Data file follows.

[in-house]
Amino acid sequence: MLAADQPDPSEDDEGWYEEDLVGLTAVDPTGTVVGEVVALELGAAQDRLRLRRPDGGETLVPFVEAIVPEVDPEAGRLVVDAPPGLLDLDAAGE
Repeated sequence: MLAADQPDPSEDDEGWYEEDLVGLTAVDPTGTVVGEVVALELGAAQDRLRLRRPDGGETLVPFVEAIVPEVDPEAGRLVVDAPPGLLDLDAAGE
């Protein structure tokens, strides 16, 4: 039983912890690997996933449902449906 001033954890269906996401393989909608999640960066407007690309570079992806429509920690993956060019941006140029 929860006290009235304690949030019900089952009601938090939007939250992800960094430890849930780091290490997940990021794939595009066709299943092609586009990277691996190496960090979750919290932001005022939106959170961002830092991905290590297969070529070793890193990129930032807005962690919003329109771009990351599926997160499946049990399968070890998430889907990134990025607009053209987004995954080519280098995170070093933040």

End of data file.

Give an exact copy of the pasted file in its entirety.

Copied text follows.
[in-house]
Amino acid sequence: MLAADQPDPSEDDEGWYEEDLVGLTAVDPTGTVVGEVVALELGAAQDRLRLRRPDGGETLVPFVEAIVPEVDPEAGRLVVDAPPGLLDLDAAGE
Repeated sequence: MLAADQPDPSEDDEGWYEEDLVGLTAVDPTGTVVGEVVALELGAAQDRLRLRRPDGGETLVPFVEAIVPEVDPEAGRLVVDAPPGLLDLDAAGE
């Protein structure tokens, strides 16, 4: 039983912890690997996933449902449906 001033954890269906996401393989909608999640960066407007690309570079992806429509920690993956060019941006140029 929860006290009235304690949030019900089952009601938090939007939250992800960094430890849930780091290490997940990021794939595009066709299943092609586009990277691996190496960090979750919290932001005022939106959170961002830092991905290590297969070529070793890193990129930032807005962690919003329109771009990351599926997160499946049990399968070890998430889907990134990025607009053209987004995954080519280098995170070093933040």